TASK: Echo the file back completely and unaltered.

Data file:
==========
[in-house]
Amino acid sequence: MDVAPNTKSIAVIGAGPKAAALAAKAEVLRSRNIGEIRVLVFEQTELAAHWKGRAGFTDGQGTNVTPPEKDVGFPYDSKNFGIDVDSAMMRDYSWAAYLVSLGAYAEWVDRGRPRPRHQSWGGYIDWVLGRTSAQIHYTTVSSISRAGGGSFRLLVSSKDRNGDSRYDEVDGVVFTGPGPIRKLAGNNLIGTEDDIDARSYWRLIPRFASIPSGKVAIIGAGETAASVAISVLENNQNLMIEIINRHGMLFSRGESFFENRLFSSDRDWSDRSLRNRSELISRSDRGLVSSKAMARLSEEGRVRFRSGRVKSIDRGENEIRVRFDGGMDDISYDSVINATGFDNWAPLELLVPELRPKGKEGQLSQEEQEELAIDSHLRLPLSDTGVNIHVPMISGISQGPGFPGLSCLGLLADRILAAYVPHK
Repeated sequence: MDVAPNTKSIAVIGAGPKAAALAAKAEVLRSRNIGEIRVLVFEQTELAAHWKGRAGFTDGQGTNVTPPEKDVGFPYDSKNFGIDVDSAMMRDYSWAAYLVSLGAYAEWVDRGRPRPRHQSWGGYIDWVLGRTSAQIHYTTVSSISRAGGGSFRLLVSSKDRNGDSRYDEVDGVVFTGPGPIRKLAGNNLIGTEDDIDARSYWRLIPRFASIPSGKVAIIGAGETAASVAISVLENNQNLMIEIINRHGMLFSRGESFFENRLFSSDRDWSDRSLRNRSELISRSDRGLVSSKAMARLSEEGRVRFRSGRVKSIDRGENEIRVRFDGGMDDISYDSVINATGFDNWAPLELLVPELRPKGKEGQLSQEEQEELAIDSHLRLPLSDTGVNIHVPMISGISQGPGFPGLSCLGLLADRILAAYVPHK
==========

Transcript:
[in-house]
Amino acid sequence: MDVAPNTKSIAVIGAGPKAAALAAKAEVLRSRNIGEIRVLVFEQTELAAHWKGRAGFTDGQGTNVTPPEKDVGFPYDSKNFGIDVDSAMMRDYSWAAYLVSLGAYAEWVDRGRPRPRHQSWGGYIDWVLGRTSAQIHYTTVSSISRAGGGSFRLLVSSKDRNGDSRYDEVDGVVFTGPGPIRKLAGNNLIGTEDDIDARSYWRLIPRFASIPSGKVAIIGAGETAASVAISVLENNQNLMIEIINRHGMLFSRGESFFENRLFSSDRDWSDRSLRNRSELISRSDRGLVSSKAMARLSEEGRVRFRSGRVKSIDRGENEIRVRFDGGMDDISYDSVINATGFDNWAPLELLVPELRPKGKEGQLSQEEQEELAIDSHLRLPLSDTGVNIHVPMISGISQGPGFPGLSCLGLLADRILAAYVPHK
Repeated sequence: MDVAPNTKSIAVIGAGPKAAALAAKAEVLRSRNIGEIRVLVFEQTELAAHWKGRAGFTDGQGTNVTPPEKDVGFPYDSKNFGIDVDSAMMRDYSWAAYLVSLGAYAEWVDRGRPRPRHQSWGGYIDWVLGRTSAQIHYTTVSSISRAGGGSFRLLVSSKDRNGDSRYDEVDGVVFTGPGPIRKLAGNNLIGTEDDIDARSYWRLIPRFASIPSGKVAIIGAGETAASVAISVLENNQNLMIEIINRHGMLFSRGESFFENRLFSSDRDWSDRSLRNRSELISRSDRGLVSSKAMARLSEEGRVRFRSGRVKSIDRGENEIRVRFDGGMDDISYDSVINATGFDNWAPLELLVPELRPKGKEGQLSQEEQEELAIDSHLRLPLSDTGVNIHVPMISGISQGPGFPGLSCLGLLADRILAAYVPHK